Duck season may have been abolished in NSW, but almost 200,000 native ducks were killed by hunters in the state in the past five years.
Figures obtained from the Environment Department showed 199,920 ducks were shot on more than 1500 private properties under the guise of pest eradication to protect rice crops.
Greens MP David Shoebridge said the data showed ‘‘industrial-scale killing of native birds’’.
“The ducks are being killed by amateur hunters, many of them driving up from Melbourne for weekend hunting trips, who are focused on sport rather than protecting rice crops,’’ he said.
This month, responsibility for duck hunting has transferred from the Environment Department to the Department of Primary Industries, under a deal struck by the O’Farrell government with the Shooters and Fishers Party.
Mr Shoebridge said more ducks would be killed as a result.
‘‘It's like the fox guarding the chickens,’’ said animal activist Lindy Stacker.
Before duck season was banned by the Carr Labor government in 1995, Ms Stacker organised veterinarians and volunteers to rescue maimed ducks, and collect carcasses to deposit on Parliament steps in protest.
‘‘They shot at pelicans, their own dogs were shot," she recalled. "They shot at fish in the water.’’
She was concerned the shift to hunting on private land had removed the scrutiny of hunters, and maimed birds were being left to die in pain.
A spokeswoman for the Department of Primary Industries said the new system would likely see the recorded number of dead ducks rise, as hunters would be encouraged to collect birds.
‘‘Due to more stringent reporting requirements ... there may be a perceived increase in the number of native game birds harvested,’’ she said.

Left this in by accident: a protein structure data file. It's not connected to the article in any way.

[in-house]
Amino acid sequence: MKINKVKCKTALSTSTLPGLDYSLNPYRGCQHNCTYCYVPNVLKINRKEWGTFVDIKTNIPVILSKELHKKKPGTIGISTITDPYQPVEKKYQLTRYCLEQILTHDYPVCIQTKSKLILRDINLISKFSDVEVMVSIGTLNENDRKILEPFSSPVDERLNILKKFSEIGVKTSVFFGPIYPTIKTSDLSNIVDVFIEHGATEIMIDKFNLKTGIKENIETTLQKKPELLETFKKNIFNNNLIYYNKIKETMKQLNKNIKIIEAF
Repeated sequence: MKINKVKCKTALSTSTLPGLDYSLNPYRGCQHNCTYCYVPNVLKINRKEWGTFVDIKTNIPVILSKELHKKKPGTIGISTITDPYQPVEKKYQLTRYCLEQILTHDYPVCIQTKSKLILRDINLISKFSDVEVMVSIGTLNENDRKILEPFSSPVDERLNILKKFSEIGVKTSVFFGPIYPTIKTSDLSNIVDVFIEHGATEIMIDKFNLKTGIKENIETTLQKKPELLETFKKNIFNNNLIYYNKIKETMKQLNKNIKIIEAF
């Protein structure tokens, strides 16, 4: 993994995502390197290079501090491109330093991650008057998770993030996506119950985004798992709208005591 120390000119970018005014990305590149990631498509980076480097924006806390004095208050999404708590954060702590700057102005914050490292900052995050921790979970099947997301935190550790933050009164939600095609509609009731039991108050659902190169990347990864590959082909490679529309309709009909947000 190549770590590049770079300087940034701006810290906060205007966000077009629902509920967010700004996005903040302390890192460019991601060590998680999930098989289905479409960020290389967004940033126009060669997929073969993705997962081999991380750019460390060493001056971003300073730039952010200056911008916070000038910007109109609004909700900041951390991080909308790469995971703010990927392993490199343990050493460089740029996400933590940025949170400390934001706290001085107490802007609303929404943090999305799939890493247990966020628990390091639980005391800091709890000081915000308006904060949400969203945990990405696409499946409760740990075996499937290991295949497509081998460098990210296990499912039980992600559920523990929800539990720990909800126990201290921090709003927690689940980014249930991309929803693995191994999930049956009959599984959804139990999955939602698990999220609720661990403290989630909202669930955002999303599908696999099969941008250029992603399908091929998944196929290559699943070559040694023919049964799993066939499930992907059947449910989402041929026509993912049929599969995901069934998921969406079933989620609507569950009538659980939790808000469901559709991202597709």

Some of the ducks being killed didn’t even eat rice, said Ms Stacker. Sixty-five pink-eared ducks had been shot, but they ate only plankton and insects.
The director of the University of NSW’s Centre for Ecosystem Science Richard Kingsford questioned the effectiveness of shooting ducks and said more effort should be put into finding alternative methods of protecting rice crops.
‘‘The shooting is so patchy," he said. "Shooting ducks on rice at night raises issues of identification.’’
Professor Kingsford said it was unfortunate ducks were more likely to be attracted to rice during droughts when their natural habitat had dried up, and the fields presented ‘‘a magnet of food and water’’.
‘‘The issue will continue to grow as we take away natural habitat and regulate waterways.’’
The department spokeswoman said annual cull quotas for properties were based on scientific information about bird populations, rainfall and climate predictions.
‘‘When you are in Bali, there are ducks all over the rice and they don’t shoot them,’’ said Ms Stacker.